Nova Scotia man hopes to raise $40,000 for double-lung transplant
CTVNews.ca Staff, with a report from CTV Atlantic's Ryan MacDonald
Published Thursday, March 14, 2019 10:57PM EDT
A Cape Breton man who needs an oxygen tank to breathe is hoping to raise enough money to help him travel to Toronto for a new pair of lungs, but he’s far from his $40,000 goal.
DJ Timmons, 44, from Margaree Centre, N.S. was diagnosed with a genetic disorder called Alpha-1 antitrypsin deficiency a few years ago. The condition, which is inherited, left him gasping for breath and unable to continue to work as a labourer.
These days, he breathes through a set of tubes struggles to leave the house -- a difficult reality for the grandfather of two.
“Just to be able to play with them and get outside and stuff, it’d be a lot better,” he told CTV Atlantic.
Timmons needs a double-lung transplant, a procedure he can only receive in Toronto. The fundraiser hopes to offset costs associated with the onerous procedure, including travel and time off for his partner, Edna Chiasson, who is the household’s sole earner.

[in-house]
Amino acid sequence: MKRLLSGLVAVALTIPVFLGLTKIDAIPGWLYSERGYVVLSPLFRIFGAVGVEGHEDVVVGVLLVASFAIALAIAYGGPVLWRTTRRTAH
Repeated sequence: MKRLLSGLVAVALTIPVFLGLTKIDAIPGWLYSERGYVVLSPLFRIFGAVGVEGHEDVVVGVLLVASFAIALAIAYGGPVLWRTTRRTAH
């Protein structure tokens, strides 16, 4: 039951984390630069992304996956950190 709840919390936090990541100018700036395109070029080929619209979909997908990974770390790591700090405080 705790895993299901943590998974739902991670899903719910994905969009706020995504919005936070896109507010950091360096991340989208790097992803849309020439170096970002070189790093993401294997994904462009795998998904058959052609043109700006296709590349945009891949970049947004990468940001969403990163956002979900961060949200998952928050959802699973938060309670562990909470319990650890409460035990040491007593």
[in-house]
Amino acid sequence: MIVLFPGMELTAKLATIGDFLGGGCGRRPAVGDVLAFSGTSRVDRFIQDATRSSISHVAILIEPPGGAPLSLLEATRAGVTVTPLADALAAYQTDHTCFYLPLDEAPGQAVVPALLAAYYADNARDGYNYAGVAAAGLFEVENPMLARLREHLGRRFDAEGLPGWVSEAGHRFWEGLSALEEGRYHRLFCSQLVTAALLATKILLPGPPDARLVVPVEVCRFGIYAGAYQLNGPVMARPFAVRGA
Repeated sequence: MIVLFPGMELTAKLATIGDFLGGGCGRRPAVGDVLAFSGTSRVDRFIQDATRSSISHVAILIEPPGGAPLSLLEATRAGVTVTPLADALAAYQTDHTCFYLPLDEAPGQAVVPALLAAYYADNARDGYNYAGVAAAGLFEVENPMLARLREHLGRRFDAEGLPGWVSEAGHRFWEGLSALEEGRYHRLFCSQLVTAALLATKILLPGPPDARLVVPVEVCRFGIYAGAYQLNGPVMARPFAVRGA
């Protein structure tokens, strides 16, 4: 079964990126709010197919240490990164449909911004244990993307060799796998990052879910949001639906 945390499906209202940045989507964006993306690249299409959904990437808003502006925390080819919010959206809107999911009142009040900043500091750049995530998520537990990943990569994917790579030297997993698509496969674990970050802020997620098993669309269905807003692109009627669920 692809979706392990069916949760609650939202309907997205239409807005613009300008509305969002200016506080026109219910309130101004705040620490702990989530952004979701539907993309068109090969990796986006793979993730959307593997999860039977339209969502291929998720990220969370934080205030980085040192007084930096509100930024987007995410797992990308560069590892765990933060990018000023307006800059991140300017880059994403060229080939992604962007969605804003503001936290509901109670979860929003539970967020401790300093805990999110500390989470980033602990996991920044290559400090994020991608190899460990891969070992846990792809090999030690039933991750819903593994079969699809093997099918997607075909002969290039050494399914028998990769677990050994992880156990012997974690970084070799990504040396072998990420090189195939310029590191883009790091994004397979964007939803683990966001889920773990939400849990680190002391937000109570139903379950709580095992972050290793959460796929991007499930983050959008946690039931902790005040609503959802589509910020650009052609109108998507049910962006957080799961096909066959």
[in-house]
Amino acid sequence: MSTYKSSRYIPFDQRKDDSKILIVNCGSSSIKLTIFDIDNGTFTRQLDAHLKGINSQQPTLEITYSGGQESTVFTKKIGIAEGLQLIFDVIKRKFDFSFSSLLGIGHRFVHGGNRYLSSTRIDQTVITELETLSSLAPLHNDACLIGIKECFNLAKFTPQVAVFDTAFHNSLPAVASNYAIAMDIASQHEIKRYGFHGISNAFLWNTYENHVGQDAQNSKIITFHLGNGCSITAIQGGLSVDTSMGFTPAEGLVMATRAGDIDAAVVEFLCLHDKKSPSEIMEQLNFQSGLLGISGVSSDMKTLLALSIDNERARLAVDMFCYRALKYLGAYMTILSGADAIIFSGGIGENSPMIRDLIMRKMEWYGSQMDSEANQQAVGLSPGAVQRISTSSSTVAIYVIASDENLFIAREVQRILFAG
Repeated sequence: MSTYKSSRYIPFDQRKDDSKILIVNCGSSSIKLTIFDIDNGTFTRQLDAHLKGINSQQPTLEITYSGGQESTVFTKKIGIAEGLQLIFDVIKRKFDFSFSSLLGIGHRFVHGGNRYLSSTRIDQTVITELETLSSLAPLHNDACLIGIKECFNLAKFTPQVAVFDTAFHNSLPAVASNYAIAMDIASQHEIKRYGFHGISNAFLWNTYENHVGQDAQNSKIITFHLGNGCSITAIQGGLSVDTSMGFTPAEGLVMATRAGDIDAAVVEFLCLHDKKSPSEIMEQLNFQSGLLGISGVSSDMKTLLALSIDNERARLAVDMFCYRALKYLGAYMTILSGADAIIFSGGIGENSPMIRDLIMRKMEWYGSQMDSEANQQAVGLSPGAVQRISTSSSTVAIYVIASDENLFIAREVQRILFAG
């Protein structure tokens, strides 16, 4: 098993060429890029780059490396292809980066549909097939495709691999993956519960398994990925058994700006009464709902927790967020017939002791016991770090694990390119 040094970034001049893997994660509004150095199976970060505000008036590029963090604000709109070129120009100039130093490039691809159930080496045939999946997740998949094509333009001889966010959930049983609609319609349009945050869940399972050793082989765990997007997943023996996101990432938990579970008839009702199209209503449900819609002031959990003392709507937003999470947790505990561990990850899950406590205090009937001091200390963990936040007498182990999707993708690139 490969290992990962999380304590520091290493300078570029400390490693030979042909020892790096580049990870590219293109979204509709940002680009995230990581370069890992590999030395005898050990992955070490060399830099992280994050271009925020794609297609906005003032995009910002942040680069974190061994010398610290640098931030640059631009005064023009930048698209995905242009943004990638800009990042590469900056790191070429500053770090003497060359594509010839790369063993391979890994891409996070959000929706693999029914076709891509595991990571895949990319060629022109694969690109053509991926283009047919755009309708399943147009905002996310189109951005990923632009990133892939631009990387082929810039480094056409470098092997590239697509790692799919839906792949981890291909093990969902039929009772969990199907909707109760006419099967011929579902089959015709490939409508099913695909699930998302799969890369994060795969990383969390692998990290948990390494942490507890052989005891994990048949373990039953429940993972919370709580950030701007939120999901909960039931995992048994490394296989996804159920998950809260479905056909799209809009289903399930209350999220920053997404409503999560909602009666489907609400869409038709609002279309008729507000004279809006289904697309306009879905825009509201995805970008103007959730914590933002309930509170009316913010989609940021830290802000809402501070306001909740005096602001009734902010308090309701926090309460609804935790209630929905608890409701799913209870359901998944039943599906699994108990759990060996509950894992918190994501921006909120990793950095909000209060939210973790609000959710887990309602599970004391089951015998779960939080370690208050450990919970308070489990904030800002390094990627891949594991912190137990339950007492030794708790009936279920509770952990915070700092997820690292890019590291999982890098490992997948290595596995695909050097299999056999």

“One time we had to call the ambulance and he was saying, ‘Edna, just help me.’ Well there was no more I could do -- I had the oxygen turned up, we just had to wait for the ambulance to come,” she said. “And I felt like he was asking for my help but I couldn’t give it.”
An online fundraiser, started on Jan. 25, has already raised $3,575. Still, that’s far short of the couple’s $40,000 goal. They’re asking anyone to donate whatever they can.
The community is also stepping in to help, with a jar at a local shop collecting change for the couple.
The condition is physically taxing, Timmons says, but it’s also taking a toll on his mind.
“You’re thinking about it all the time. It’s hard on the nerves.”
Alpha-1 antitrypsin deficiency is an inherited disorder that can become apparent between the ages of 20 and 50. Symptoms associated with the condition include wheezing, shortness of breath fatigue and unintentional weight loss.